As Wednesday is the 52nd International Day for the Elimination of Racial Discrimination, we’re kicking off the campaign with a focus on football, with our plan to highlight the contributions of athletes across the world as they battle racism and xenophobia.

We are hardly the first to point out this struggle.

Kick It Out is one of football’s standout equality and inclusion organizations, borne out of the ‘Let’s Kick Racism Out of Football’ campaign, established in 1993 in response to widespread calls from clubs, players and fans to tackle racist attitudes existing within the game. Kick It Out was then established as a body in 1997 as it widened out its objectives to cover all aspects of inequality and exclusion.

Former French footballer Thierry Henry founded Stand Up Speak Up in 2005 to encourage others to denounce racist incidents in sports. There are also other prominent campaigns such as the Football Against Racism in Europe (FARE) which is committed to tackling discrimination through football’s inclusive power, based on the principle that the game, as the most popular sport in the world, belongs to all and can propel social cohesion.

Meanwhile, just this past January, members of Rome’s Lazio soccer team donned t-shirts emblazoned with the image of a teen-aged Anne Frank as a rebuke to their own fans’ use of anti-Semitic imagery. Recently Blaise Matuidi, another French footballer who currently plays as a midfielder for the Italian team Juventus, spoke out against the ugliness of the mob. “Nobody should want [racist abuse] to happen,” said the Toulouse native, who is of mixed Angolan-Congolese ancestry. He was reacting to a series of racist taunts levelled at him during Italian league matches, and raised the possibility of players walking off the pitch in the event of racist abuse during the World Cup.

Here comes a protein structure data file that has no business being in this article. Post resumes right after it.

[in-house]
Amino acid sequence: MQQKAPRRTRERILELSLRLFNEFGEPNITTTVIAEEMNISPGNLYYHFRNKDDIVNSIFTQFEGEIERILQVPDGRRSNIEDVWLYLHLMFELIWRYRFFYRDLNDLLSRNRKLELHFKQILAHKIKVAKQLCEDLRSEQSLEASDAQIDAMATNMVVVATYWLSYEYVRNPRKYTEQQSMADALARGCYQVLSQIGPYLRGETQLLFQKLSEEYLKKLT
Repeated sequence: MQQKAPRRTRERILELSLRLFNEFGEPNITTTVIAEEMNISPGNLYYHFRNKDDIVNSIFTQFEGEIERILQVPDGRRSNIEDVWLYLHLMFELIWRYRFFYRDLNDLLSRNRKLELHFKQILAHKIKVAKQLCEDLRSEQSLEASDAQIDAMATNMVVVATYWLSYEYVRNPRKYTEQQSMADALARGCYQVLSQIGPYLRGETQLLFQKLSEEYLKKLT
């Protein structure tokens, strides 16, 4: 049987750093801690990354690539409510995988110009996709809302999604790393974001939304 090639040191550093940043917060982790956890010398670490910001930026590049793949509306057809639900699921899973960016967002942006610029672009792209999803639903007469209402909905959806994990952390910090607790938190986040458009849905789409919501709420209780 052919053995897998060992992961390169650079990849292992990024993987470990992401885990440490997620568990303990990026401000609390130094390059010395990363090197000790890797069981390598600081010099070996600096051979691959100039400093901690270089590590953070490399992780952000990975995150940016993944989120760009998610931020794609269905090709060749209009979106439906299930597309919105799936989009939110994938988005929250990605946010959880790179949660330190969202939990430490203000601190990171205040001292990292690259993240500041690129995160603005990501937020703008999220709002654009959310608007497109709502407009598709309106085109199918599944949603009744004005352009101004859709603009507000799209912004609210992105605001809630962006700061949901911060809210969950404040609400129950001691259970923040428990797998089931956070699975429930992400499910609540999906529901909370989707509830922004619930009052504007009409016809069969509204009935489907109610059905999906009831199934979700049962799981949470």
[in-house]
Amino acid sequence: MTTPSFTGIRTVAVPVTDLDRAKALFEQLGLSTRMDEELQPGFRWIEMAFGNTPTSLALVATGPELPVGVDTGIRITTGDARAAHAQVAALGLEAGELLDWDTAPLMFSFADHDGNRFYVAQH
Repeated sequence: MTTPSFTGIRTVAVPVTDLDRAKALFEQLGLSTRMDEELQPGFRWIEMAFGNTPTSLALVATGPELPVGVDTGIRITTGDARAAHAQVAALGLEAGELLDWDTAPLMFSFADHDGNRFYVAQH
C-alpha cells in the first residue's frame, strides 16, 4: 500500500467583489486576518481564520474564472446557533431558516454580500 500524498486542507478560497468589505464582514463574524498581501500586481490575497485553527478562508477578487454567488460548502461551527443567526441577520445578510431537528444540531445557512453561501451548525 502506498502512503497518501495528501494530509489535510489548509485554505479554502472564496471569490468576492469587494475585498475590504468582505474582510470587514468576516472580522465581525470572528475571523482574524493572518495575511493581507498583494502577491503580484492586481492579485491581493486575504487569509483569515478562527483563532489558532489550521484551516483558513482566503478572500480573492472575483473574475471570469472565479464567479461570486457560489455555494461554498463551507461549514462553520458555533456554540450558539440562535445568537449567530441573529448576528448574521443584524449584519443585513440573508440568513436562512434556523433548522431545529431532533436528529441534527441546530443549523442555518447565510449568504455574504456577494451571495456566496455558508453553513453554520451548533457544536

The upside: athletes are often among society’s most admired celebrities, and their success translates into a minority community’s rapid integration into the larger society. You can go all the way back to the 1880s, when the U.S.’ industrial revolution was creating the world’s newest leisure class that would soon grow addicted to sports. That was when a burly, Boston-born Irish-American named John L. Sullivan became the first internationally-recognized heavyweight boxing champion—thereby breaking the stereotype of Irish emigres as undisciplined ne’er do wells, incapable of excellence (or abstaining from alcohol).

In the decades to follow, Sullivan’s example would be replicated by Jewish, Italian, Latino and Caribbean sports stars. In our own time, Jeremy Lin—a Harvard educated basketball player who grew up in California’s Orange County—recast the image of Asian immigrants, while Haitian-Americans like Pierre Garcon and Emmanuel Lamur, both of the U.S.’ National Football League, have used their celebrity to focus attention  on their troubled homeland and challenge racism and xenophobia in their families’ adopted country.

We know most fans are not racist, and no team or professional sports organization today indulges in the bygone prejudices that kept African-Americans from competing at the top levels of most sports in the U.S., or deprived Jews of places they had earned on Olympic squads. Sports do mirror their societies, and societies today collectively abhor racism and xenophobia. But that doesn’t mean we won’t be silent when faced with practices we cannot tolerate. That’s why we are launching this campaign today.